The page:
15
$\begingroup$

I was surprised to discover that Mathematica does not sort lists-of-lists (LLs) lexicographically by default. For example, applying Sort to {{1, 2}, {3}}, which is already lexicographically ordered, destroys this order, producing {{3}, {1, 2}}.

Is there a standard Mathematica function, or idiom, for lexicographically ordering a LL?

EDIT: If I were to roll my own, I'd implement a lexicographic comparator function, to be passed as the second argument to Sort:

cmpLLs[_][{}, b_List] := True;
cmpLLs[_][a_List, {}] := False;
cmpLLs[by_][a_List, b_List] :=
  Module[{va = by[First[a]], vb = by[First[b]]},
    If[va == vb, cmpLLs[Rest[a], Rest[b]], va < vb]
  ];
cmpLLs[a_List, b_List] := cmpLLs[Identity][a, b];

(* test borrowed from Leonid Shifrin's answer *)
test = {{3}, {7}, {4, 6, 2}, {7, 7, 6}, {10, 3, 9}, {6, 7, 9}, {1, 7, 7}};

Sort[test, cmpLLs]
(* {{1, 7, 7}, {3}, {4, 6, 2}, {6, 7, 9}, {7}, {7, 7, 6}, {10, 3, 9}} *)

Sort[test, cmpLLs[Plus]]  (* just for giggles *)
(* {{1, 7, 7}, {3}, {4, 6, 2}, {6, 7, 9}, {7}, {7, 7, 6}, {10, 3, 9}} *)

Sort[test, cmpLLs[Minus]]
(* {{10, 3, 9}, {7}, {7, 7, 6}, {6, 7, 9}, {4, 6, 2}, {3}, {1, 7, 7}} *)

Not a stack-friendly implementation, I admit...

$\endgroup$
  • 3
    $\begingroup$ You could resort to ToString before ordering: ToExpression /@ Sort[ToString /@ {{3}, {1, 2}}] (or roll your own ordering function). $\endgroup$ – Yves Klett Jun 10 '15 at 13:39
  • 4
    $\begingroup$ This is due to Sort on lists sorting by the size of the sub-list first, and only applying lexicographic sort for equal-size lists. This is in fact documented. $\endgroup$ – Leonid Shifrin Jun 10 '15 at 16:18
  • 2
    $\begingroup$ Glad I could help. Re: docs - have a look at the notes in documentation of Sort, under details, fourth bullet point: " usually orders expressions by putting shorter ones first, and then comparing parts in a depth-first manner. ". $\endgroup$ – Leonid Shifrin Jun 10 '15 at 16:56
  • 1
    $\begingroup$ @BlacKow The problem with kjo's implementation is that Mathematica Lists are arrays, not linked lists. So, apart from the issues related to tail calls, there is also the issue related to list copying on every recursive step. The proper way to do this sort of things in Mathematica would be to use linked lists. $\endgroup$ – Leonid Shifrin Jun 11 '15 at 2:15
  • 2
    $\begingroup$ The reason to sort on length first is that it is often a quick discriminator, hence Ordering is less likely to be slow e.g. from deep recursion in a depth first search. $\endgroup$ – Daniel Lichtblau Jun 11 '15 at 20:56
12
$\begingroup$

This is due to Sort on lists sorting by the size of the sub-list first, and only applying lexicographic sort for equal-size lists. This is in fact documented.

Based on this observation, here is one possibility:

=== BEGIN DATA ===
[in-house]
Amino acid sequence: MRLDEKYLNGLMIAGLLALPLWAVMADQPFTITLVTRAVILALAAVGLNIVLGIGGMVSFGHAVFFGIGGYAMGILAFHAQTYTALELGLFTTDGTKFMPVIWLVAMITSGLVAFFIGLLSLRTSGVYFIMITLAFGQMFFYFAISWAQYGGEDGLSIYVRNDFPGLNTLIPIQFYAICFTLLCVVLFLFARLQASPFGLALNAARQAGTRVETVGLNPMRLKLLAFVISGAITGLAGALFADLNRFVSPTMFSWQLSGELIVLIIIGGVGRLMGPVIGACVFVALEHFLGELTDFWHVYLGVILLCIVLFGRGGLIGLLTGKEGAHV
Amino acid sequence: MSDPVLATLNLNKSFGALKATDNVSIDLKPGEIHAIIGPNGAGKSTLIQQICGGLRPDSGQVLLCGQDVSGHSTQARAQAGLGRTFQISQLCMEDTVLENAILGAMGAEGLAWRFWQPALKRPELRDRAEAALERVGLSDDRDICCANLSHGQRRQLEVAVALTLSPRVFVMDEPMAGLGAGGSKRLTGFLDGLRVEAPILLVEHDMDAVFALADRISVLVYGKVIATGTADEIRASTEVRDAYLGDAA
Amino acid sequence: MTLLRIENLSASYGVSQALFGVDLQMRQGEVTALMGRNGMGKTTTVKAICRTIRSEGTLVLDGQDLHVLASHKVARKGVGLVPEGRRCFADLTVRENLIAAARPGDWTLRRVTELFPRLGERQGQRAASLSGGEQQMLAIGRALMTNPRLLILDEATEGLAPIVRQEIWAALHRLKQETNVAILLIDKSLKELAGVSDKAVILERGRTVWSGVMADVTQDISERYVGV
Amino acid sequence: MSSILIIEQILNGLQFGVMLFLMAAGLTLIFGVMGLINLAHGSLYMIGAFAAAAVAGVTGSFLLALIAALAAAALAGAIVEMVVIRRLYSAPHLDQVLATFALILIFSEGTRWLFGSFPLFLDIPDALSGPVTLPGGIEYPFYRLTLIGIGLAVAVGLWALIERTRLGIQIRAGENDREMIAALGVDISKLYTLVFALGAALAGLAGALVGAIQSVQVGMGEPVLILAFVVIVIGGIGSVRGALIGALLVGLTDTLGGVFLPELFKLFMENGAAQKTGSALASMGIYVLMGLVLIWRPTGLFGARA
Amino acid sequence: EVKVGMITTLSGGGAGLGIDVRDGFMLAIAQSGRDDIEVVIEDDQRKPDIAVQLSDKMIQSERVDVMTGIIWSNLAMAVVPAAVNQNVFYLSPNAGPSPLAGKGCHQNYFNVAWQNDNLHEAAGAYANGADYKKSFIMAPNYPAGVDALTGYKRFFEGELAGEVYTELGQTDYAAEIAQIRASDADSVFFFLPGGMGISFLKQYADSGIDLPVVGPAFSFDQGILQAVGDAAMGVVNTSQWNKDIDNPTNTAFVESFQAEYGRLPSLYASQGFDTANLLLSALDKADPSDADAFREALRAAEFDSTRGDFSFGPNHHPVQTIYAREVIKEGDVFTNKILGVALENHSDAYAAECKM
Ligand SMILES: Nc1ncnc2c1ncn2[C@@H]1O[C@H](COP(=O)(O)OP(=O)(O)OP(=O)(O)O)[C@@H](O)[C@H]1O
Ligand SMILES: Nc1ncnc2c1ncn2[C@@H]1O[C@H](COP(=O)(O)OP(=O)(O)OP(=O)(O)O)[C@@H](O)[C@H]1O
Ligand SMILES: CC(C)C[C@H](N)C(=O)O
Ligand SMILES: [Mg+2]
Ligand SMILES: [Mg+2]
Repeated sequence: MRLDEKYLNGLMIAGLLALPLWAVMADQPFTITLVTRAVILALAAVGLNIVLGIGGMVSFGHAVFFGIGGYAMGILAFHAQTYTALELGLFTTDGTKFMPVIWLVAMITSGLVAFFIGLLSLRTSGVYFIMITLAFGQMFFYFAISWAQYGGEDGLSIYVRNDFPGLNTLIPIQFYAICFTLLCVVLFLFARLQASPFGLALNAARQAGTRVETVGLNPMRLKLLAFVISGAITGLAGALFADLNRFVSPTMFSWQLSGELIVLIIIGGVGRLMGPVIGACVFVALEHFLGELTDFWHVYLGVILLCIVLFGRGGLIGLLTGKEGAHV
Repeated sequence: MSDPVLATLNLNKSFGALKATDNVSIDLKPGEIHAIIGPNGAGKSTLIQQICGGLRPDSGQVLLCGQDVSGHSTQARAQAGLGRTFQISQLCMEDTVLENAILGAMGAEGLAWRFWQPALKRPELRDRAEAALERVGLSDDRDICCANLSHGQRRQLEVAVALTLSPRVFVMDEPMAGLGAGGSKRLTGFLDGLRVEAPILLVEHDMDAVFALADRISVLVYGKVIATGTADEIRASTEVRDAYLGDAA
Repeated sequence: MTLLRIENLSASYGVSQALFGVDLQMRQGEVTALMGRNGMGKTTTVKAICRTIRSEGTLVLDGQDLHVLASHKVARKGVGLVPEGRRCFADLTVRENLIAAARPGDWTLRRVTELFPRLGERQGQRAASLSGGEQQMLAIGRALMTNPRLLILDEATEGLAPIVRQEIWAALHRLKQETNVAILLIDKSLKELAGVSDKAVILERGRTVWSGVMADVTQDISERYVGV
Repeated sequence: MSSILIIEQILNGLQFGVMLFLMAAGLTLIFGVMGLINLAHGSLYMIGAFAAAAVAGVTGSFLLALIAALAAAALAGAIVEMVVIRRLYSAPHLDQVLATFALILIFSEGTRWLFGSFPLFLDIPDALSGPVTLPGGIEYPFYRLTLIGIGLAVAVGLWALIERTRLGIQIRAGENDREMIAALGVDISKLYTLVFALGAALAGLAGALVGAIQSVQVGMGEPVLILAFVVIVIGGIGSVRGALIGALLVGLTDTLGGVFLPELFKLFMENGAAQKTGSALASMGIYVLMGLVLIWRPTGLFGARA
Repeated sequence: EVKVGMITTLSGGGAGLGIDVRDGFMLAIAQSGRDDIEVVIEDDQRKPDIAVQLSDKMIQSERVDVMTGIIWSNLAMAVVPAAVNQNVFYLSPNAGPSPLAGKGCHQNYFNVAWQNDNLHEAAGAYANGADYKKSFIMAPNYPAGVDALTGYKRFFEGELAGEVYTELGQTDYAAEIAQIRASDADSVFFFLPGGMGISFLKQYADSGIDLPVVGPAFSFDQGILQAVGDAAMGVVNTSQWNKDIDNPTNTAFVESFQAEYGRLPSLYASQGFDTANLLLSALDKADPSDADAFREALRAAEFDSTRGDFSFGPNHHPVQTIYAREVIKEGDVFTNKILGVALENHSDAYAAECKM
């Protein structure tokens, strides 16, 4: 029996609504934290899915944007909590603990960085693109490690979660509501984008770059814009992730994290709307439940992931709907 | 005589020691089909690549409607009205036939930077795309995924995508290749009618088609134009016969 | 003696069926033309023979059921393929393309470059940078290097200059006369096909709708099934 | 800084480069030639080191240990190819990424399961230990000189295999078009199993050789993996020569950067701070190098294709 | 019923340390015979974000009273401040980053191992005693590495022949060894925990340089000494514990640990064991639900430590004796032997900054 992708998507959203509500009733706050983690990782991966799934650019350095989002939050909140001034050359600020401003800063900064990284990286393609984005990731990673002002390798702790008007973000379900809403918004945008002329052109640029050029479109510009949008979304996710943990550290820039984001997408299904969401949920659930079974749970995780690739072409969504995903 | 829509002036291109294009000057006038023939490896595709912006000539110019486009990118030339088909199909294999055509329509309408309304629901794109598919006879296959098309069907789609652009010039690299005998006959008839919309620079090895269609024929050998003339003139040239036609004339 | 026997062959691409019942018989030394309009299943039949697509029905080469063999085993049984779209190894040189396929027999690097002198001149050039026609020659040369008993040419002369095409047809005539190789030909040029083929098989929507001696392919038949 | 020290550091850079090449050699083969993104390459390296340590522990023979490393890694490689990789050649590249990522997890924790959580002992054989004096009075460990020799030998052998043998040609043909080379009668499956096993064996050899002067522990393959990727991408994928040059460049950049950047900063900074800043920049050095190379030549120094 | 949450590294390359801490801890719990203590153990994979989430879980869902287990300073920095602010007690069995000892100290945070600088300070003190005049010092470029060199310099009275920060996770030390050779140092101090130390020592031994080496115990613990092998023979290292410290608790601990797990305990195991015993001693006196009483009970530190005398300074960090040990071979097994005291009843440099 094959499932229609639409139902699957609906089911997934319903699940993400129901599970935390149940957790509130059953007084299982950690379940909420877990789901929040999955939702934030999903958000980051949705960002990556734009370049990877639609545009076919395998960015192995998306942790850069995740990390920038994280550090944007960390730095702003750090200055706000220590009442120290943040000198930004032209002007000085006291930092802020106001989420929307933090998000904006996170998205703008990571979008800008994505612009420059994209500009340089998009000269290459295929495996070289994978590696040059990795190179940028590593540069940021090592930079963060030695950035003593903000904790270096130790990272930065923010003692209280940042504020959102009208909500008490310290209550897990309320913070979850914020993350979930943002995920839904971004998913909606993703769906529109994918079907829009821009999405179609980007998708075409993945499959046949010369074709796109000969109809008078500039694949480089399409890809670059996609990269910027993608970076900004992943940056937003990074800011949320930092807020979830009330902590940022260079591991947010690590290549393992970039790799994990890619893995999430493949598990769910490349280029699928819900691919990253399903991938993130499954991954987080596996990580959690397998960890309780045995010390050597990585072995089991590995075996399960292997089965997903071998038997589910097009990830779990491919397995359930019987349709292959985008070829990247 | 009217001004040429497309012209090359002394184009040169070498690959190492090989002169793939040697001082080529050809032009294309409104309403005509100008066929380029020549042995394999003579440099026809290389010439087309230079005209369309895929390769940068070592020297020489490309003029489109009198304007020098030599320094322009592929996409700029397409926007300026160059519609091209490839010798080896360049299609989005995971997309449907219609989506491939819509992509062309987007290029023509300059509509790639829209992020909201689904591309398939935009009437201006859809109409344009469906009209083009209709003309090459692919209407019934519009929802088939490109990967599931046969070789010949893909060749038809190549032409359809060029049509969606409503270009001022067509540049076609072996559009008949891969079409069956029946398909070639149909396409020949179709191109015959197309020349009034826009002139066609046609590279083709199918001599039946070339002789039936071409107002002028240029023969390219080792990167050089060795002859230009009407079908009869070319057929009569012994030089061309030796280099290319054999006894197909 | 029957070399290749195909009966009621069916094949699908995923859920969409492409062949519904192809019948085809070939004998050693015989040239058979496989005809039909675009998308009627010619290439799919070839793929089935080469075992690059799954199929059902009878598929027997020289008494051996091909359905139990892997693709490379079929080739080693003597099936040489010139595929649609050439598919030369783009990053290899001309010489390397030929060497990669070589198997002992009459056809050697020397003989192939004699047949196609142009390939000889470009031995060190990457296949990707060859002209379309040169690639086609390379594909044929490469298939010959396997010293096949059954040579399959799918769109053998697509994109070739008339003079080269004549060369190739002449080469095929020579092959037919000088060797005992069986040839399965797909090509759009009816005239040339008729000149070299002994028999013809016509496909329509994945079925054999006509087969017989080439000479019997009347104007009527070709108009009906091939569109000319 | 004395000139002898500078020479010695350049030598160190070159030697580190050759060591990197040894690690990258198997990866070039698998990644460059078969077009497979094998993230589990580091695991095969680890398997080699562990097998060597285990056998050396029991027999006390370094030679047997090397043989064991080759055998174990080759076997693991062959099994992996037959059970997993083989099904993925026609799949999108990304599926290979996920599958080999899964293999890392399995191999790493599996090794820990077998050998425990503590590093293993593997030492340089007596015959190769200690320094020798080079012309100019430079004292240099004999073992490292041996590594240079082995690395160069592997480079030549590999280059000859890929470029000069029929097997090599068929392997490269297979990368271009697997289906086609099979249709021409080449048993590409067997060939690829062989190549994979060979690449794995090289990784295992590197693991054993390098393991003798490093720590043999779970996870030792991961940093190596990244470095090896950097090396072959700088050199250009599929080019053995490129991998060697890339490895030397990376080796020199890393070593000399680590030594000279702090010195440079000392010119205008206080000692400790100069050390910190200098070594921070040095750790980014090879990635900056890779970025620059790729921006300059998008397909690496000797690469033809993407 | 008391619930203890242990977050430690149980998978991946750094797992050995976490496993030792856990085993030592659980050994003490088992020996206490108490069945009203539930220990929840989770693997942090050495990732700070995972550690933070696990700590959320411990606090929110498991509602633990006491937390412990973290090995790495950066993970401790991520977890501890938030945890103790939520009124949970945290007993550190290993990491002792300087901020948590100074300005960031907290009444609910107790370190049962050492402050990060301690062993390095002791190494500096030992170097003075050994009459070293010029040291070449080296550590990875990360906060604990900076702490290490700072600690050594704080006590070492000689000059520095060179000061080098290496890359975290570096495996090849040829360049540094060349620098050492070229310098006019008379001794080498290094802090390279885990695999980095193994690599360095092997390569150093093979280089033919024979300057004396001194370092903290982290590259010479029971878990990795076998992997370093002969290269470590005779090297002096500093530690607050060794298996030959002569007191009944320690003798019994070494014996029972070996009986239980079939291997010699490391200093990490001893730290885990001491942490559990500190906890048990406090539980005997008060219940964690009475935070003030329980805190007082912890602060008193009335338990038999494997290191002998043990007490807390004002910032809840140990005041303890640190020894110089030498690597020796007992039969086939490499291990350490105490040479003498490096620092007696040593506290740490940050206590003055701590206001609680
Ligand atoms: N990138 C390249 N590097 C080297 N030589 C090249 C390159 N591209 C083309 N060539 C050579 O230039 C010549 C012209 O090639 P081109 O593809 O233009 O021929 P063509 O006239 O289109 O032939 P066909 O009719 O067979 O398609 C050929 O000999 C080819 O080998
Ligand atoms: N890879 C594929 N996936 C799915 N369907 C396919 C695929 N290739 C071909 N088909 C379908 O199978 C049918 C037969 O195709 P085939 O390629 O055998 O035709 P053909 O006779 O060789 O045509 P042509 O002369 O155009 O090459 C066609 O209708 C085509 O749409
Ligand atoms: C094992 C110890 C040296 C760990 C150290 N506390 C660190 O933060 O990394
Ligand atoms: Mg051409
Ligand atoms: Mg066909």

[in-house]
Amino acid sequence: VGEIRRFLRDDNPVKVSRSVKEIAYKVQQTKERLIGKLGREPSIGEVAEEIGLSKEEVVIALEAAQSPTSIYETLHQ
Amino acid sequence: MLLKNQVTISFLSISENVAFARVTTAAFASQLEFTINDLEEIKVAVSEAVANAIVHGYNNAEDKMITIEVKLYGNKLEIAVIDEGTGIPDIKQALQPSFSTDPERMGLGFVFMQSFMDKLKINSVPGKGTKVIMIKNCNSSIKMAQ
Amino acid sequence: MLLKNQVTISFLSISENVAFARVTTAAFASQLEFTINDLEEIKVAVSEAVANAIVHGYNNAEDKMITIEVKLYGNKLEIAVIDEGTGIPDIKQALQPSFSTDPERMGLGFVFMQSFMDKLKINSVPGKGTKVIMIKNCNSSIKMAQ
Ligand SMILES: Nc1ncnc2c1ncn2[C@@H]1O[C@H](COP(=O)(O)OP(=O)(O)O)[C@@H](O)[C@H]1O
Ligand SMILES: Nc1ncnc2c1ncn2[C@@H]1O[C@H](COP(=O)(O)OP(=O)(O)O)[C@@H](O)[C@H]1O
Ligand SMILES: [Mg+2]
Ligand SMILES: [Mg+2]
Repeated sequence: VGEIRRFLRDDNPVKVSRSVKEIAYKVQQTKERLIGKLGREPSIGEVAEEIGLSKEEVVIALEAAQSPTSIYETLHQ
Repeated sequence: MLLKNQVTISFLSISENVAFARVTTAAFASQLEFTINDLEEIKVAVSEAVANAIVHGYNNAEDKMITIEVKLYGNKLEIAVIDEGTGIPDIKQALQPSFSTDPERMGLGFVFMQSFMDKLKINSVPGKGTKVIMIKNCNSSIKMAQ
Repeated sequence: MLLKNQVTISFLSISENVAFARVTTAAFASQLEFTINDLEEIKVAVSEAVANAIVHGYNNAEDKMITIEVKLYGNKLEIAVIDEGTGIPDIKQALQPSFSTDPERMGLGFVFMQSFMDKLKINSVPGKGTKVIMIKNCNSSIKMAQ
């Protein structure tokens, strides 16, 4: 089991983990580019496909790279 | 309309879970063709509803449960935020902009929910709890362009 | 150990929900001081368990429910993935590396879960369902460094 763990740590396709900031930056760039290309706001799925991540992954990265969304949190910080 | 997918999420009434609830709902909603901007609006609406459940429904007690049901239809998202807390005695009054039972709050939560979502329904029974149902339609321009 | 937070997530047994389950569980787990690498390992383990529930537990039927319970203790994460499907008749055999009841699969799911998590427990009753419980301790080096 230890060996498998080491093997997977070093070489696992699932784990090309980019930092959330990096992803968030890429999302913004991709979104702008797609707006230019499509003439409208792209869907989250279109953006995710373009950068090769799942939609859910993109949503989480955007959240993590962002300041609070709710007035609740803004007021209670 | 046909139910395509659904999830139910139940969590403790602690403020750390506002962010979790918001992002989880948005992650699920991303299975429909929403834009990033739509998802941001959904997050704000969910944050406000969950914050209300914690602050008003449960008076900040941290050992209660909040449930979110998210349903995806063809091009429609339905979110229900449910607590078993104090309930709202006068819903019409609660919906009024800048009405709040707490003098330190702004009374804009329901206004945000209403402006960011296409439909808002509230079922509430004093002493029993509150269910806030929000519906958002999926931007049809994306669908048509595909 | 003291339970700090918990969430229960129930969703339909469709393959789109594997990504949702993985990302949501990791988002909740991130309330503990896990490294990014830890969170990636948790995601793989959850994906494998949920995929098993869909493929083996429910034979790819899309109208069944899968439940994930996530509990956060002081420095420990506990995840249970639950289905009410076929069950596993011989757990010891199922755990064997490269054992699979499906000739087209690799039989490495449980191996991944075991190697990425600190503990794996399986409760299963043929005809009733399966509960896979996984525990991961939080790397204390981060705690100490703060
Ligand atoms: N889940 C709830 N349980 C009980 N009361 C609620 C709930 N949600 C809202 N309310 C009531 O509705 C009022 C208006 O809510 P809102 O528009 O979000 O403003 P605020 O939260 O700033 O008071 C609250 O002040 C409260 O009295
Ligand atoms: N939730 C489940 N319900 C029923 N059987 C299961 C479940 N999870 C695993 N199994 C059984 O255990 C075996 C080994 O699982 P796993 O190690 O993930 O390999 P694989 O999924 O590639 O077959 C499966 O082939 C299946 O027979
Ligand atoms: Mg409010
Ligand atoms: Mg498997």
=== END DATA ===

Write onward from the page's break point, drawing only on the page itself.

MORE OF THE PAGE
ClearAll[lexicographicListSort]
lexicographicListSort[lst_List] :=
  Module[{lengths = Length /@ lst, ord},
    ord = Ordering @ PadRight[lst, {Length[lst], Max[lengths]}];
    MapThread[Take, {lst[[ord]], lengths[[ord]]}]
  ]

For example:

test = {{3}, {7}, {4, 6, 2}, {7, 7, 6}, {10, 3, 9}, {6, 7, 9}, {1, 7, 7}}

lexicographicListSort[test]

(* {{1, 7, 7}, {3}, {4, 6, 2}, {6, 7, 9}, {7}, {7, 7, 6}, {10, 3, 9}} *)

EDIT

As BlacKow rightly noted, the above code can be very memory-inefficient, in cases when some of the sublists are really large. The simplest naive solution to trade speed for memory is to make such padding local to the comparison event:

sortlNaive[l_List] :=
  Sort[
    l, 
    With[{max = Max[Length[#1], Length[#2]]}, 
      OrderedQ[PadRight[#, max] & /@ {##}]
    ] &
  ]

However, this method is pretty inefficient. The reason is that we are leaving the "optimal code" Mathematica's paradigm to work with lots of data at once (it is possible to explain this particular case in more detail).

Saving explanations and benchmarks for some near future (when I get more time), here is a version which generally performs better or much better than sortlNaive, while being much more memory-efficient than lexicographicListSort (V10+, since I use operator forms, but can be easily rewritten to be used in earlier versions):

ClearAll[sortl];
sortl[{}, _ : None] := {};
sortl[{x_}, _ : None] := {x};
sortl[l_List] := sortl[l, 1];
sortl[l_List, lev_] :=
  With[{min = Min[Length /@ l]},
    Composition[
      Flatten[#, 1] &,
      Map[
        If[Length[#] == 1,
          #,
          With[{smallest = LengthWhile[#, Length[#] == lev &]},
            Take[#, smallest]~Join~sortl[Drop[#, smallest], lev + 1]
          ]
        ] &
      ],
      SplitBy[#, Take[#, {lev, min}] &] &,
      SortBy[Take[#, {lev, min}] &]
    ]@l
  ]

A question of automation of the choice between lexicographicListSort and sortl is an interesting one, but requires more time than I currently have, to do it justice.

| improve this answer | |
$\endgroup$
  • 3
    $\begingroup$ What if the average length of your sub-list is 5, but the largest sub-list has million elements? Your padding will be wasting lots of memory, right? $\endgroup$ – BlacKow Jun 10 '15 at 17:20
  • $\begingroup$ @BlacKow Yes, you are right, that's a good point! I added some code to address that issue. $\endgroup$ – Leonid Shifrin Jun 11 '15 at 1:49

Your Answer

By clicking “Post Your Answer”, you agree to our terms of service, privacy policy and cookie policy

Not the answer you're looking for? Browse other questions tagged or ask your own question.